Michaella Antony, Contributor
Arriving at a fashion event can be daunting. Imagine— everyone looks incredibly chic and hundreds of eyes survey what you’re wearing the minute you walk in (Actually, if you add in the faint smell of Mexican food what I just described can actually be called Walking Into Bronfman). This year’s fashion preview was no different.
The event took place in two parts. Upon arrival, guests were first greeted with a photo-booth to document the effortlessly stylish looks they had carefully curated about four months ago. The synth bass resonated through the walls and, as I crossed into the main floor, I eventually found various stations of accessories designers presenting their work for the upcoming season
In its sixth edition, the event consistently brings talent to the forefront. Over a span of three days, clothing connoisseurs / garment enthusiasts / aestheticians were immersed in everything from conferences, fashion shows, makeup transformations, and workshops. Twelve womenswear designers and ten accessories designers took to the runway to present their Spring/Summer 17 collections in a mini fashion week to enhance visibility of local designers.
Each accessories designer’s pieces emanated high quality craftsmanship. Guillotine presented intricately fashioned silk wrapped polymer bowties that were absolutely breathtaking. Holdur showcased luxe fanny packs in sleek colors– not just for pragmatic Frosh leaders anymore- and Coton Mouton featured handmade fashion dolls that were equal parts adorable and chic. The Givenchy-sponsored makeup station was honestly a gift from God (because it miraculously made me look like one)…and the mini bar didn’t hurt either.
I was able to make the Leinad Beaudet and Naïké runway shows. Beaudet’s collection was presented like a standard fashion show (one girl on the runway at a time) and consisted exclusively of womenswear. The collection balanced dimensions of playfulness and austerity. Beaudet crafted elegant pieces in bright colors and incorporated eye catching details such as draping tops rivaling dancers in motion. They contrasted voluminous pieces against barely there silhouettes, manipulating proportions to accentuate varieties of shape.
Naïké presented both menswear and womenswear in a minimalist manner. Two models entered the stage simultaneously, diverged to opposite sides of the runway, strutted along each other, and finally converged at middle. While innovative, it was mildly difficult to completely analyze both works since you had to make sure to keep up with each of the models before they left the runway. Designing a collection for both sexes was a testament to true finger dexterity. The collection featured neutral tones in simple silhouettes, proving less was more. Pleats fanned pant waists like a deck of cards, impeccably tailored pants swirled down the runway, and sporty jackets defined an aura of cool.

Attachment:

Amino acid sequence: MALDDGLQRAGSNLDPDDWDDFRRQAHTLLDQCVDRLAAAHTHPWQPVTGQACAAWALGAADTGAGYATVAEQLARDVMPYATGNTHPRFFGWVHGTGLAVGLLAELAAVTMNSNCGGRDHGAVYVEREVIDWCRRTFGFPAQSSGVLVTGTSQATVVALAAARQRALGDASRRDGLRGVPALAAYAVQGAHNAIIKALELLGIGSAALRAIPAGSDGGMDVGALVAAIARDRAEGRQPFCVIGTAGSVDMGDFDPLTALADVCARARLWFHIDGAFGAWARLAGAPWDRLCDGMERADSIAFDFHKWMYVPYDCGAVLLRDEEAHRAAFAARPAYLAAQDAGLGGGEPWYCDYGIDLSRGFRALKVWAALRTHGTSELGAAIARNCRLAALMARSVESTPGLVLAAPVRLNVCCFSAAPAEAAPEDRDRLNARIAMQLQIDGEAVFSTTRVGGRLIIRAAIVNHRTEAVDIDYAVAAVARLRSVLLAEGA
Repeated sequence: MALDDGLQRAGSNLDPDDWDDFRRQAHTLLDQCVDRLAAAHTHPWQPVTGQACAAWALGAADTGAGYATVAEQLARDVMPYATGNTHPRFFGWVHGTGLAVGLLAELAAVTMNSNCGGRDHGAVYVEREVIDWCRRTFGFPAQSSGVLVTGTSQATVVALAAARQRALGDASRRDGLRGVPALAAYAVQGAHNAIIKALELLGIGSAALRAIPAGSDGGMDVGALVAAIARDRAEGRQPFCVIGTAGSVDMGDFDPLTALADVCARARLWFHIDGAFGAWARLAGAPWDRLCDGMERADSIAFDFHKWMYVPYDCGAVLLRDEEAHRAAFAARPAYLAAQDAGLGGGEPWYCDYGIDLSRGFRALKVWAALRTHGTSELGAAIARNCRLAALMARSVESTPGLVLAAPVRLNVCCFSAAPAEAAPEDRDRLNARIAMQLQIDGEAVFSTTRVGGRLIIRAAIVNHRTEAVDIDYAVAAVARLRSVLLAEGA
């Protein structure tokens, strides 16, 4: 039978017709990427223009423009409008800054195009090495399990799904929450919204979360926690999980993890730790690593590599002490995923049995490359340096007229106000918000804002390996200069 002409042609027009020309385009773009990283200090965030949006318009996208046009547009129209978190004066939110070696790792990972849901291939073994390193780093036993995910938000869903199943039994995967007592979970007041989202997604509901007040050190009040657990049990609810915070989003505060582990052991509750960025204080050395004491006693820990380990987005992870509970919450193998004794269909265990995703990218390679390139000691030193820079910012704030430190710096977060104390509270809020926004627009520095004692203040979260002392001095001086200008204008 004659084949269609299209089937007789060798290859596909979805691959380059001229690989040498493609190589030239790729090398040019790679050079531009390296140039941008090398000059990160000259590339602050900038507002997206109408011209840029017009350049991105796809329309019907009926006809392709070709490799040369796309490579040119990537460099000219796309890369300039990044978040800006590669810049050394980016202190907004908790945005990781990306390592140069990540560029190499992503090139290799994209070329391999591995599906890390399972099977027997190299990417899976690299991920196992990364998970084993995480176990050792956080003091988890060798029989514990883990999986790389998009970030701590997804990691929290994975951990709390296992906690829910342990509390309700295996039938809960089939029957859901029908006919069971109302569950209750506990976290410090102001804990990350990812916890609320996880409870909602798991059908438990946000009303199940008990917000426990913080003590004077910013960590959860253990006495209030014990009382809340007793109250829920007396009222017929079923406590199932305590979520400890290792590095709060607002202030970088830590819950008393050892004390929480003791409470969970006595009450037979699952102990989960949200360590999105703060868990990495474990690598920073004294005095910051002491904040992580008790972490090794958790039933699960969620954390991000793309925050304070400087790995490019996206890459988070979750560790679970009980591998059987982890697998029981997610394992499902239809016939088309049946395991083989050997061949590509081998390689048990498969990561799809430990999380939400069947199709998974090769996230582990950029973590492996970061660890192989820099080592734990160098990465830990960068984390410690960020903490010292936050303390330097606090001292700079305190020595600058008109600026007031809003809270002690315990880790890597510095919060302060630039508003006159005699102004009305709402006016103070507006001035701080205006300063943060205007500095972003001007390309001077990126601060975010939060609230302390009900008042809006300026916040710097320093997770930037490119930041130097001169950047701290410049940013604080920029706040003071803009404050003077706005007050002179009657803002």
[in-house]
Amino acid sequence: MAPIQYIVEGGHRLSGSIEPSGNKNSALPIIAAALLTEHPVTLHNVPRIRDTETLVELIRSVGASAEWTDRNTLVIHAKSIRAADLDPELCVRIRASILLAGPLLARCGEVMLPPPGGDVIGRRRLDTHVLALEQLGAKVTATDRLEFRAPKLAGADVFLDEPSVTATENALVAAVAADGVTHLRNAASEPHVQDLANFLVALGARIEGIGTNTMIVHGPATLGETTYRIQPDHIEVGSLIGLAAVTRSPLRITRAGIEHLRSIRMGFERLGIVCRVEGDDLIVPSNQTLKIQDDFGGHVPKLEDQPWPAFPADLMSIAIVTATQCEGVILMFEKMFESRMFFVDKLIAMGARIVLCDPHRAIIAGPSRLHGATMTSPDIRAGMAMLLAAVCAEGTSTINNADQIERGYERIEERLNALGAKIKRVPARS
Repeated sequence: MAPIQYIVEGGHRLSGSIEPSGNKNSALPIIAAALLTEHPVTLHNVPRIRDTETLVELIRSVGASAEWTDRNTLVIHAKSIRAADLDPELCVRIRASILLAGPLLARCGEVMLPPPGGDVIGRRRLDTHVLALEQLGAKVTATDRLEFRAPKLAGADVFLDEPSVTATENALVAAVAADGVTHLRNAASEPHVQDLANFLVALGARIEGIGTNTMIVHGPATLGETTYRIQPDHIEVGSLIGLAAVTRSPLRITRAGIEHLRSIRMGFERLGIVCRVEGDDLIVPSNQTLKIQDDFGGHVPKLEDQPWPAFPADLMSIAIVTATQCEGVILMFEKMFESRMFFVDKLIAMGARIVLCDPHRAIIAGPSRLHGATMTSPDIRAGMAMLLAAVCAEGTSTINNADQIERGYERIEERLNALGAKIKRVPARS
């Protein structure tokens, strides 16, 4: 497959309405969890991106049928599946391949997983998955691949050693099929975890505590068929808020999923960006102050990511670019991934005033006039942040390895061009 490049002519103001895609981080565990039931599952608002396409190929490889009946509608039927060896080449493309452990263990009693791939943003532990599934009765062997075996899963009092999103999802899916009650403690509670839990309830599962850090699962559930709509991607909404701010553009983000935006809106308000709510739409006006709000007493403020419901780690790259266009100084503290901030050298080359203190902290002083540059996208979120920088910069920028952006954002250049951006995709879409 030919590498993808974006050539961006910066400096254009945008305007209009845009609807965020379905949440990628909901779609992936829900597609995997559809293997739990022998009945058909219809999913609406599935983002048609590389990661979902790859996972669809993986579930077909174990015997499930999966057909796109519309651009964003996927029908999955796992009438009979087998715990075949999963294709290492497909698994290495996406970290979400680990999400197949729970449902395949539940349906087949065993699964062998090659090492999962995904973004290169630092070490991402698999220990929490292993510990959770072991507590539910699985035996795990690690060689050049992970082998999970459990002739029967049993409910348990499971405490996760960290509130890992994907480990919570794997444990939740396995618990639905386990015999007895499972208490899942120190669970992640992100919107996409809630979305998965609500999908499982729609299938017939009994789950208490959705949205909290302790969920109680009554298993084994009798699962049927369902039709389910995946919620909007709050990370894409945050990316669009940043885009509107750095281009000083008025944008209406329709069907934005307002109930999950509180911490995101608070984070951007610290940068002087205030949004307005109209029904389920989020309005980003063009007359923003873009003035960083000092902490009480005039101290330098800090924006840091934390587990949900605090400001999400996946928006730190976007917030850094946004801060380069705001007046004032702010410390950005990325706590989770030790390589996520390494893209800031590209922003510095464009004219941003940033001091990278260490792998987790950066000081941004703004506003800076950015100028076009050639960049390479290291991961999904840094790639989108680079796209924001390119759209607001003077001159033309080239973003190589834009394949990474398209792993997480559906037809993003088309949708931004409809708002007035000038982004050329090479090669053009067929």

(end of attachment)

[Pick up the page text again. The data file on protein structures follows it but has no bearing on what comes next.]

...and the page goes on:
Overall, it was refreshing to see designers with a diverse cast of models stomping the runways. Lack of diversity in western fashion has been seriously disappointing. While there is still a long way to go there have been some revolutionary breakthroughs recently, such as Anniesa Hasibuan bringing the hijab to NYFW 2016 and Jasmine Tookes, wearing Victoria’s Secret 2016 Fantasy Bra as the third woman of colour to receive the honour.
Generally, this year’s fashion preview attempted to heighten the visibility of Quebec fashion designers on the local, national, and international stages. The amalgamation of talent, variety, and cutting edge aesthetic was able to create a platform for up and coming Quebec designers to breaking to the international stage. All in all, the clothing was beautiful, the talent was apparent, and the event fostered a deeper appreciation for the Quebecois fashion scene. I hope that events like this will continue to take place to remind the rest of the world it’s not all about NY, Milan, Paris, and London.